'Syriana' is George Clooney's Terrorist Treat
It seems that George Clooney will do anything to get an Oscar.
A few short months ago Clooney served up the history-distorting "Good Night, and Good Luck." Now he's come out with another film that looks like he's scrounging for a little gold statue.
Clooney is both executive producer and star of the film "Syriana." (The title refers to a think-tank term involving the transformation of the Middle East into an Americanized region.)
Taking a page from the Charlize Theron handbook on How to Cinch an Academy Award, Clooney put on the pounds, donned some shabby clothes and went for an unbecoming look.
The only thing missing was some gender bending, but he made up for his heterosexual slip up by engaging in one of Hollywood's favorite pastimes: making films about gallant tyrants, turncoats and terrorists while simultaneously dissing the U.S.
Reminiscent of a 1970s movie with a paranoid scent (something along the lines of "The Parallax View") this flick feeds the far Left's delusions.
The film's tagline is "everything is connected," and woven together are some of the anti-war crowd's looniest conspiracy theories. Loosely based on CIA Agent Bob Baer's memoir "See No Evil," "Syriana" presents itself as a fount of fact.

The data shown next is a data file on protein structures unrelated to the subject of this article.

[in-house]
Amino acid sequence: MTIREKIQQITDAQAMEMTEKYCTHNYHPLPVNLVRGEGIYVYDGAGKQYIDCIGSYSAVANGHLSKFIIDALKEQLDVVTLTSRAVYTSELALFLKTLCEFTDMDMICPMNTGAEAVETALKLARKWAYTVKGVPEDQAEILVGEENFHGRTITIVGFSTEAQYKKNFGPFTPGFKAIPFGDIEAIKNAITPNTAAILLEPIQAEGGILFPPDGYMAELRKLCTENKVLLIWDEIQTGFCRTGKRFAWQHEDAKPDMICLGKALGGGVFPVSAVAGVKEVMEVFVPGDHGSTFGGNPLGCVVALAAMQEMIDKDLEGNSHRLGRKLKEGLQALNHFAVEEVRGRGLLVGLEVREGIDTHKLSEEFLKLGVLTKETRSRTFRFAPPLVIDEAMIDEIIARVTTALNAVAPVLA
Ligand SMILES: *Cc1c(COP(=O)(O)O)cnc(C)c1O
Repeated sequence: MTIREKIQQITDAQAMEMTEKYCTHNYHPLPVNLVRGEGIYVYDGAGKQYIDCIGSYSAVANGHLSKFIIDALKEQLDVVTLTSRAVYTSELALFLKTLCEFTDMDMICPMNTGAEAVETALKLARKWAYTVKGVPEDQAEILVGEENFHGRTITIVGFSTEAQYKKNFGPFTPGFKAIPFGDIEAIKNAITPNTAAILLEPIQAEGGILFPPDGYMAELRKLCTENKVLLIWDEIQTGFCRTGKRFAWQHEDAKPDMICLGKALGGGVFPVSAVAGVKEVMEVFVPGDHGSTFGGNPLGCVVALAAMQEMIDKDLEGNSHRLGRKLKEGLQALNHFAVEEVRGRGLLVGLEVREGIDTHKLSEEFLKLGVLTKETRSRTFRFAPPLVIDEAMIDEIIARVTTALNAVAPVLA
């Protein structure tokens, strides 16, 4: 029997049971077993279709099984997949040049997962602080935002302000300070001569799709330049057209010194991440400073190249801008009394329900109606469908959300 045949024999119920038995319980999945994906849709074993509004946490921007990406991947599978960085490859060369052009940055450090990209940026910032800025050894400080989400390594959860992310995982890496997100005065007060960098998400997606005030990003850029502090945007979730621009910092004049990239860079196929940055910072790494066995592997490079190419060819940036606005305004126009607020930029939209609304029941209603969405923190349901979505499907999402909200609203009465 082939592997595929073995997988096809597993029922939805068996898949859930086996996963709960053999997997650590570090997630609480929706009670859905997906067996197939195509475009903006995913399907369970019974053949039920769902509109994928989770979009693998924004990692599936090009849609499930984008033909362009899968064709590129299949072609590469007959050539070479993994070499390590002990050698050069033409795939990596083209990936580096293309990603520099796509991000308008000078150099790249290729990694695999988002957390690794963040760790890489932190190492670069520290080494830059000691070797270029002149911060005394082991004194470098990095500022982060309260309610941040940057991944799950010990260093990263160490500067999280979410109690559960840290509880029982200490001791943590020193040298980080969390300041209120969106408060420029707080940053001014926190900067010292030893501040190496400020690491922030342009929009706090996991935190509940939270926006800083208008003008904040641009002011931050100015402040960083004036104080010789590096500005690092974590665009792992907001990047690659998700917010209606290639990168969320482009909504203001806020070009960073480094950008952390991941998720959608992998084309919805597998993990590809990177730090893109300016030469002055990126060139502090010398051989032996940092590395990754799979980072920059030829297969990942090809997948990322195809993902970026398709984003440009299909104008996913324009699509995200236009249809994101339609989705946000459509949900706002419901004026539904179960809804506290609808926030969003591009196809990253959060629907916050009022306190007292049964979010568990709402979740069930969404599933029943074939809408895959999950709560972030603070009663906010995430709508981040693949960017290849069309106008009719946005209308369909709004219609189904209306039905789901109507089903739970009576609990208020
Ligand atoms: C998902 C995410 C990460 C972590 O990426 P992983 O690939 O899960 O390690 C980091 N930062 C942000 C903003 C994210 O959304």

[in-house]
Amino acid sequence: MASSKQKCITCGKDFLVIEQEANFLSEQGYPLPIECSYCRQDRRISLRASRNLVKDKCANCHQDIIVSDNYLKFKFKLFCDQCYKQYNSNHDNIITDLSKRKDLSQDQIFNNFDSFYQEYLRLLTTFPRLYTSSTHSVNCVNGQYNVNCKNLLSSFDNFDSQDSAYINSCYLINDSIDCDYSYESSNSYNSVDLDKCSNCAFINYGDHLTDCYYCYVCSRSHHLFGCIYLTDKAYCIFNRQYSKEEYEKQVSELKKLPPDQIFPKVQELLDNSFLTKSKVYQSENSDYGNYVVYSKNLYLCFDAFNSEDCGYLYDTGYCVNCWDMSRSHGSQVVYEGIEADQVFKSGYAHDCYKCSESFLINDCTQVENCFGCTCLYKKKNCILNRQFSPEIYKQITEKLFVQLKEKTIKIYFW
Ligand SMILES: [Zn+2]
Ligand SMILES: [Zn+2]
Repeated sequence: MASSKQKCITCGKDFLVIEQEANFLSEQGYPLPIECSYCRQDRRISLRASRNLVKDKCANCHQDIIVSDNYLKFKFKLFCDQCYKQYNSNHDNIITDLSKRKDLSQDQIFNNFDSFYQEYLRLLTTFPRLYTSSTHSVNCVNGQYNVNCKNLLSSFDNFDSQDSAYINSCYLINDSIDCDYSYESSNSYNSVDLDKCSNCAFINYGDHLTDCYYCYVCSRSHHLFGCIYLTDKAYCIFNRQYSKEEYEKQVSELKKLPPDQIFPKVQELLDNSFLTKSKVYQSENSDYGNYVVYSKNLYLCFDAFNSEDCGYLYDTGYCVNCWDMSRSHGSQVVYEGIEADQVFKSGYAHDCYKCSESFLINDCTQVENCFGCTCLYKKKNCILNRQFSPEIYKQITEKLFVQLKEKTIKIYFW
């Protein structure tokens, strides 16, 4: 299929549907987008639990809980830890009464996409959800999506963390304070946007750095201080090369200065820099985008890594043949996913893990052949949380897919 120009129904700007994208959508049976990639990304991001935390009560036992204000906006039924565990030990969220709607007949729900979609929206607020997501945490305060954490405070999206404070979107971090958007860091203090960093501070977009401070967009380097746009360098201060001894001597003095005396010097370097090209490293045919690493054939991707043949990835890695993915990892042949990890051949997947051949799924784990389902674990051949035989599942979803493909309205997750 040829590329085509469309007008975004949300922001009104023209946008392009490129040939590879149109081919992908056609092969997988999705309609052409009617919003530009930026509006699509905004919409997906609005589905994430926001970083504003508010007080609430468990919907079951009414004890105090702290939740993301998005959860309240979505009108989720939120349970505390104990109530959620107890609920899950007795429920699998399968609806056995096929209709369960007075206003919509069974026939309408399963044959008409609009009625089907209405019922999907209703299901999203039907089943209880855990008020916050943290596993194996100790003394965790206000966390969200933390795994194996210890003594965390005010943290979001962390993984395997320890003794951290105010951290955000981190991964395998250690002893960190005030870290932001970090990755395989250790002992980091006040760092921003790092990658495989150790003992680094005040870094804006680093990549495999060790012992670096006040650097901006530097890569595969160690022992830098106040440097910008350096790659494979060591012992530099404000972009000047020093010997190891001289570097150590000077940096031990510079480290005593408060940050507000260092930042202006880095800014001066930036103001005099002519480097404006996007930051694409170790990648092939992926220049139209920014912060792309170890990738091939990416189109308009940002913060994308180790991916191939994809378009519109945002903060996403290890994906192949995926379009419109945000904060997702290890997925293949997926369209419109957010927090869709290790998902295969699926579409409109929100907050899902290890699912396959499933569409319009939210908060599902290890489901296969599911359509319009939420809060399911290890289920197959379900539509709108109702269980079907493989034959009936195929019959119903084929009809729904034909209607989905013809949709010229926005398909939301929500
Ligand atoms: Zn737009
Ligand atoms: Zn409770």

It was written and directed by Stephen Gaghan who also wrote "Traffic," and is filmed in the same starkly realistic style.
Using handheld cameras to create an illusion of on-the-spot TV news reporting, an Oliver Stone-like hypothesis is presented where Arab potentates, predatory oil companies, prevaricating law firms and unprincipled government agencies secretly band together in an attempt to gain wealth and power.
Also like "Traffic," "Syriana" uses the technique of interweaving multiple plots in an apparent effort to heighten the intrigue. The story lines are numerous and quite complex with the following subplots taking place:
Terrorism rears its head toward the end of the movie, but it's portrayed in liberal fantasy fashion. The young terrorists use a boat loaded with explosives to crash into an oil tanker.
Contrary, of course, to what typically happens when terrorists strike the celluloid women and children are spared from harm in the incident.
To fully develop the subplots the movie should have been done in miniseries form with a little-screen release.
As it stands, though, "Syriana" is two hours of disjointed big-screen propaganda.